What these people do not realize is that such jobs can teach valuable life lessons that will stick with them well into the future when they get their “real” jobs. If employees can’t even expend the small amount of extra effort needed to excel in a “crap” job, how in the world can they expect to perform well in the jobs of with important responsibilities?

If only employers could see first-hand how prospective employees perform in a position of little responsibility, I would imagine they could save themselves a great deal of wasted time and training.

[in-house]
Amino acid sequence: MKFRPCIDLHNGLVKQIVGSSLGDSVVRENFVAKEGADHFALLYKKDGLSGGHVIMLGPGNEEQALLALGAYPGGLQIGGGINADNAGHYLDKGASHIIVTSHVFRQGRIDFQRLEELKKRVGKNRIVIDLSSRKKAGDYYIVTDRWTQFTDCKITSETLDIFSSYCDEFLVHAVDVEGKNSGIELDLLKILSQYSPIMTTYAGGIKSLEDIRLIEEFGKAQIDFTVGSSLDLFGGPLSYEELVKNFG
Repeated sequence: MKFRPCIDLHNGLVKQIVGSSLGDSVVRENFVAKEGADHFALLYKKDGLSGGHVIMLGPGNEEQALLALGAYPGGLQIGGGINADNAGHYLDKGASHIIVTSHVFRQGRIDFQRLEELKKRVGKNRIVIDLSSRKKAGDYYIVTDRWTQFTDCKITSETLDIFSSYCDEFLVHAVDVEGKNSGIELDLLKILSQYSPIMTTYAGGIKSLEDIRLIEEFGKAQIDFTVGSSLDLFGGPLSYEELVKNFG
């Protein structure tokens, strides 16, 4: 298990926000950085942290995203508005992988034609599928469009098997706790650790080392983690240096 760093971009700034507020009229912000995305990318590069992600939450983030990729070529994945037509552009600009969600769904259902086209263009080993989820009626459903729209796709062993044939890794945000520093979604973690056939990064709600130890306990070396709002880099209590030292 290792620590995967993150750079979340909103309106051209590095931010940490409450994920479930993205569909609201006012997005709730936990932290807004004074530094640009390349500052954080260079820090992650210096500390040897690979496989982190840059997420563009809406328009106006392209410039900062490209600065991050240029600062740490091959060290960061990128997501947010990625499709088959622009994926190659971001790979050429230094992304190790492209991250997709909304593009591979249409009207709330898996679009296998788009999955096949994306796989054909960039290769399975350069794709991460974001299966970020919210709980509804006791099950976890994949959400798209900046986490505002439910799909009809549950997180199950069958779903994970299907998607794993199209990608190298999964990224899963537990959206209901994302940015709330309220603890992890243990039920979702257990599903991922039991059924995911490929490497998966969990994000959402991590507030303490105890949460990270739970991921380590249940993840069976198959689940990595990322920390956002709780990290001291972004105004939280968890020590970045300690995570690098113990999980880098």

Anyway, I seem to have strayed from the point of this post.

My current job may not be as important as others, but I still take pride in what I do. Our fiscal year at the Murray Briggs and Stratton plant ended today with a record four million engines produced. Another notable milestone is the fifty million engines produced from the plant since it opened.

I estimate that only 150,000 or so of those engines were an indirect result of my efforts, but it’s still kinda neat to know I was a part of it. We even got some nifty shirts to commemorate our achievements with!

The plant shuts down for two weeks at the end of each fiscal year for cleaning and maintenance. Since we produced so well this year, we shut down early and my last day was Monday. Woo!